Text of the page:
What Makes Sammy Swing + Paris 1960 (2 LP on 1 CD)
Clark Terry (tp & flh), Phil Woods (cl, fl, as), Seldon Powell (ts, bs, b-cl), Eric Dixon (ts, fl), Quentin Jackson (tb, vcl), Urbie Green (tb), Dave McKenna, Martial Solal (p), Elek Bacsik (g), George Duvivier (b), Mel Lewis, Kenny Clarke (d
"What Makes Sammy Swing!" features an All-Star Septet with such outstanding figures as Phil Woods (playing both clarinet and flute in addition to alto sax), Urbie Green and Dave McKenna.
First published in 1941, 'What Makes Sammy Run?' was originally a novel by Budd Schulberg. It is a rags to riches story chronicling the rise and fall of Sammy Glick, a Jewish boy born in New York's Lower East Side who makes up his mind early in life to escape the ghetto and climb the ladder of success. It was later made into a successful Broadway show with music by Ervin Drake and in 1963, Clark Terry and an all-star group of musicians were called to make a record with jazz versions of some of the musicals songs, with arrangements by Pat Williams.
As Clark Terry himself was quoted on the original liner notes, none of the musicians had the least knowledge about the music or the arrangements before entering the studio. The results, however, are highly interesting as they present a distinguished septet reacting to unfamiliar music. Clark Terry, as usual, alternates between trumpet and flugelhorn, while Seldon Powell switches between tenor sax, baritone sax and bass clarinet.
The most unusual element of these recordings, however, is hearing Phil Woods soloing on clarinet and flute.
The bonus album, Paris 1960, comprises three 1960 small group sessions recorded in France featuring Quentin Jackson (singing on two tracks) and French pianist Martial Solal.
01. A ROOM WITHOUT WINDOWS (2:38)
02. YOURE NO GOOD (3:26)
03. MY HOME TOWN (2:36)
04. A NEW PAIR OF SHOES (2:22)
05. THE FRIENDLIEST THING (3:17)
06. HUMBLE (3:07)
07. MAYBE SOME OTHER TIME (2:57)
08. SOMETHING TO LIVE FOR (4:06)
09. BACHELOR GAL (2:23)
10. SOME DAYS EVERYTHING GOES WRONG (3:31)
11. NO PROBLEM (5:09) (*) Bonus Track
12. DONT EVER LEAVE ME (2:50) (*) Bonus Track
13. ET TU ME REGARDES (2:30) (*) Bonus Track
14. IN A MELLOW TONE (2:28) (*) Bonus Track
15. DONT WORRY ABOUT ME (3:16) (*) Bonus Track
16. OL ZULU (2:15) (*) Bonus Track
17. TRAVELIN ALL ALONE (3:33) (*) Bonus Track
18. CLARKS BLUES (3:08) (*) Bonus Track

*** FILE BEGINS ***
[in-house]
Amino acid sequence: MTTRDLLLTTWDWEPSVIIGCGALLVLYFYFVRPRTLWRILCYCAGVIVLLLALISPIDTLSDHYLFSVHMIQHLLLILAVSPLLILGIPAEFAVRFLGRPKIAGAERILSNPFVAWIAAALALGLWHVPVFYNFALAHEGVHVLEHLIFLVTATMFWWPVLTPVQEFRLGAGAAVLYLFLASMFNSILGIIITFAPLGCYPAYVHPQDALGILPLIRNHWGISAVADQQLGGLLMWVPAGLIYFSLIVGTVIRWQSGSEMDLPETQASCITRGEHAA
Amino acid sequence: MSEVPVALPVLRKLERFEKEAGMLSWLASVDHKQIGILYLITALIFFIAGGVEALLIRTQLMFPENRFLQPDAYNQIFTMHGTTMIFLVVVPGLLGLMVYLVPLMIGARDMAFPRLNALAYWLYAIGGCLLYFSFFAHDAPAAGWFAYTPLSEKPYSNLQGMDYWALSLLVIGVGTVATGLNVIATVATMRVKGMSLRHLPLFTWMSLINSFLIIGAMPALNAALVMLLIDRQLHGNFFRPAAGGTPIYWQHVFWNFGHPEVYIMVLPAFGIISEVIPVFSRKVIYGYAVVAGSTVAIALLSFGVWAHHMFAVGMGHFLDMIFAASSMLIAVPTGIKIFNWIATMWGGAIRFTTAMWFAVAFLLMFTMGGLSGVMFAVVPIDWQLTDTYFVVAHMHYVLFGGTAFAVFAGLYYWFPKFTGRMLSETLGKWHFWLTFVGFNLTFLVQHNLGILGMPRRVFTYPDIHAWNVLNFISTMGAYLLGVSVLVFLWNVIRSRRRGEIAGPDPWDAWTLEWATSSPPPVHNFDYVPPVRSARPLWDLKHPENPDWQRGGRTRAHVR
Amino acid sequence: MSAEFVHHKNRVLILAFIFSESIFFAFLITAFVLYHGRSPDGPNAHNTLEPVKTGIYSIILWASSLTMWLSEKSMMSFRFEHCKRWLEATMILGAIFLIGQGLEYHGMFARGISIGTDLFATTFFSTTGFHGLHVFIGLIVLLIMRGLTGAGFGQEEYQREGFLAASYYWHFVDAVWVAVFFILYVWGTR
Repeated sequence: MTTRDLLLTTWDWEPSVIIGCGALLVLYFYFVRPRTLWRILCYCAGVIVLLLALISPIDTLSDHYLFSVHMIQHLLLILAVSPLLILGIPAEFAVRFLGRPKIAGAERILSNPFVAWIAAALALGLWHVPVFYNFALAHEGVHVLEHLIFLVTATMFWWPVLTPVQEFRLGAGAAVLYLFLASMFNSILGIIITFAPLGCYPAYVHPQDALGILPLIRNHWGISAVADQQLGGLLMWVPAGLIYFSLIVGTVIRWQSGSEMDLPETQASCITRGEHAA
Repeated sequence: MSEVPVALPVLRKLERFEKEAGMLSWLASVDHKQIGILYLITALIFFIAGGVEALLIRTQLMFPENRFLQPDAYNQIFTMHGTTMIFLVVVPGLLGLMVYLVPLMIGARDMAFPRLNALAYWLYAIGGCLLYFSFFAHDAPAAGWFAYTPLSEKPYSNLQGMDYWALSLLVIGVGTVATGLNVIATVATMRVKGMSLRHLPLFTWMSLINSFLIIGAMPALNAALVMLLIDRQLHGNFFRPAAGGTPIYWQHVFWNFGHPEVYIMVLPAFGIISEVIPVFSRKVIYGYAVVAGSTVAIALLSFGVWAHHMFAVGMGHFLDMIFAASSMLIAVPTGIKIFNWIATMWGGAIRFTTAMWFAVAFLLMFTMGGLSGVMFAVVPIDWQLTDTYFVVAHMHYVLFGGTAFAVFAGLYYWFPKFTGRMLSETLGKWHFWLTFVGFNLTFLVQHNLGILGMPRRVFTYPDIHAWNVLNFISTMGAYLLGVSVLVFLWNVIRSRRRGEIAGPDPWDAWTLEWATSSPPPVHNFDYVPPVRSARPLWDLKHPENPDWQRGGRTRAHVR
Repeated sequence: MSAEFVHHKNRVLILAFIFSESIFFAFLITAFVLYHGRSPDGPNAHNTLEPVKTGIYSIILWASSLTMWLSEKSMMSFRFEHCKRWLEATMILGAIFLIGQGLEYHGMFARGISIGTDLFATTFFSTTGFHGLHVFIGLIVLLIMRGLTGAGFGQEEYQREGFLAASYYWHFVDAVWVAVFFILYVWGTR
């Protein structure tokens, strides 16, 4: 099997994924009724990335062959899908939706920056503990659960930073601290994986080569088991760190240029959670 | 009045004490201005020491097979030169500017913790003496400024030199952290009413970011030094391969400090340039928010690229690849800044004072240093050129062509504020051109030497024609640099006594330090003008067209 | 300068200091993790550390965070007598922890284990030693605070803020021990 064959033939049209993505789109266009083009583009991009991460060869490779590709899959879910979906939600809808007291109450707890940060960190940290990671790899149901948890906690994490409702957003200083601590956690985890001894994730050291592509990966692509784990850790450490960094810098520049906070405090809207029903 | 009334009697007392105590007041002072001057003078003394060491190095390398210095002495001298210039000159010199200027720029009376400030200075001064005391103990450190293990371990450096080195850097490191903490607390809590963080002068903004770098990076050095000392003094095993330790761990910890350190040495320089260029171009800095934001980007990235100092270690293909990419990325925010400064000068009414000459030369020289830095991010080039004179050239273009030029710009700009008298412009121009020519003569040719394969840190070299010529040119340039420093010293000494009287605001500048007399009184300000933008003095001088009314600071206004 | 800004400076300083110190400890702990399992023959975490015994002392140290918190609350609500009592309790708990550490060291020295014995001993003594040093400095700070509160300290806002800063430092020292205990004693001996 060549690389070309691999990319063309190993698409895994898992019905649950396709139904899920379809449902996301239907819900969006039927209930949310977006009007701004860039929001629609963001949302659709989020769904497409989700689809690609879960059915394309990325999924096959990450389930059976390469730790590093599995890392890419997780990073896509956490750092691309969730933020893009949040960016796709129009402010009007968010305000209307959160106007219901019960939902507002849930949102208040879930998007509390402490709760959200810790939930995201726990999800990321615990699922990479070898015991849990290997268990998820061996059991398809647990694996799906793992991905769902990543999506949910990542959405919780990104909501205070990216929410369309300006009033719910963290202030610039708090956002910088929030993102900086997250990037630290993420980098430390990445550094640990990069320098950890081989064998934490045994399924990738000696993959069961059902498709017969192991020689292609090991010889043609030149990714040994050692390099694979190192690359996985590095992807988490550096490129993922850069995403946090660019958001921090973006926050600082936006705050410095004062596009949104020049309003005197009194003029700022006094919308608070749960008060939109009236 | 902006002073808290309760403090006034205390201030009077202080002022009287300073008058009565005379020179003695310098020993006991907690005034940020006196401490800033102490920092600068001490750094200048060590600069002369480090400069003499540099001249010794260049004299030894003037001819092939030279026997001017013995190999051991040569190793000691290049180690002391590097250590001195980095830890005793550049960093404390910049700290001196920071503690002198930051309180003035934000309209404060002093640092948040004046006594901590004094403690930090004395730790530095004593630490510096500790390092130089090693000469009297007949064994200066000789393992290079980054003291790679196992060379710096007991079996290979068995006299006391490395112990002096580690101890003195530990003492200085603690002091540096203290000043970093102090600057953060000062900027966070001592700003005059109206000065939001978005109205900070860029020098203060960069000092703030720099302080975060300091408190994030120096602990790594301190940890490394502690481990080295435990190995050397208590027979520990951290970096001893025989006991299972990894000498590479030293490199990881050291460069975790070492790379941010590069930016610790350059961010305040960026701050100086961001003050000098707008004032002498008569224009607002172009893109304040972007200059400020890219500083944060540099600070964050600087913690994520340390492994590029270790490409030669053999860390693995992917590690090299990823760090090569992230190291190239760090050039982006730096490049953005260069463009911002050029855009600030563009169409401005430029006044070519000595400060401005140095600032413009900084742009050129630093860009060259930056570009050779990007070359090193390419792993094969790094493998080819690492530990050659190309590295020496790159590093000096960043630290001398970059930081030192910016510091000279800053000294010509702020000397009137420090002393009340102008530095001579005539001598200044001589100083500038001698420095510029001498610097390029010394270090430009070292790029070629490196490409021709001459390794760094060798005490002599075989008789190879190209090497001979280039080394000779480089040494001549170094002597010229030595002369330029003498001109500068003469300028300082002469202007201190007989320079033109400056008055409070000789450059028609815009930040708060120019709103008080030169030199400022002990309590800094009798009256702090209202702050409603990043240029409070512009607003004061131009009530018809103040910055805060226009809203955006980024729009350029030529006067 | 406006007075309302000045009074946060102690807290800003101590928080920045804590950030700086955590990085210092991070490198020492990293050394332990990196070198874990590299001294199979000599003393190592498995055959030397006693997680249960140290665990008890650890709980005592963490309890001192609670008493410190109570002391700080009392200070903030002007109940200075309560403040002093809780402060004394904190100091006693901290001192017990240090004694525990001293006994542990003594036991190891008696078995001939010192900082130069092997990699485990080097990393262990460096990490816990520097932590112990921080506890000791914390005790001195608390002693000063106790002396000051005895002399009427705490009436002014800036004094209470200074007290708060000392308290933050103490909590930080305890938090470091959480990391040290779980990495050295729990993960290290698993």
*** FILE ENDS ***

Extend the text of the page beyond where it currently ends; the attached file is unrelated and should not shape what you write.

19. CHAR A VOILE (1:54) (*) Bonus Track
20. RADIO TERRY (0:59) (*) Bonus Track
21. DANCING (2:49) (*) Bonus Track
22. PIN-UP (2:27) (*) Bonus Track
Total time: 63:51 min.
Tracks #1-10 from "What Makes Sammy Swing!" (20th Century TFS-4137).
Tracks #11-22" from "Paris 1960" [Tracks #18-22 Previously issued in EP as the music for the motion picture 'Si le vent te fait peur'] (Columbia ESDF 1319).
Personnel on tracks #1-10: Clark Terry (tp & flh), Phil Woods (cl, fl, as), Seldon Powell (ts, bs, b-cl), Urbie Green (tb), Dave McKenna (p), George Duvivier (b) and Mel Lewis (d). Patrick Williams (arr). Recorded in New York City, August 1963.
Personnel on tracks #11-13: Clark Terry (tp), Eric Dixon (fl, ts), Art Simmons (p), Elek Bacsik (g), Michel Gaudry (b) and Kenny Clarke (d). Billie Poole (vcl on 12 only). Recorded in Paris, France, January 1960.
Personnel on tracks #14-17: Same personnel as 11-13 except Eric Dixon out and Quentin Jackson (tb, vcl on 15 & 17) added. Paris, France, February 1960.
Personnel on tracks #18-22: Clark Terry, Fernand Verstraete (tp), Charles Verstraete (tb), Pierre Gossez (as, bs), Martial Solal (p), Benoit Quersin (b) and Armand Molinetti (d). Paris, France, April 17, 1960.
"This obscure 1963 studio session led by Clark Terry features the music from Ervin Drake's Broadway show What Makes Sammy Run, with arrangements by Pat Williams, but the real attraction to it is the cast of musicians. In addition to the always enjoyable trumpeter, Phil Woods, Urbie Green, Seldon Powell, Dave McKenna, George Duvivier, and Mel Lewis are present. "The Friendliest Thing" is a rare opportunity to hear Woods on flute, joining Terry's muted horn for this easygoing reworking of the chord changes to "Tea for Two." The swinging "Humble" showcases the leader on open horn, while Woods' matchless alto sax is center stage in the bossa nova "Maybe Some Other Time." While the music on this disc may be unfamiliar to the vast majority of jazz fans, the strong melodies and outstanding efforts of the players make this long out of print record, which was last available as a French import LP in the 1970s, worth acquiring."
Ken Dryden -All Music Guide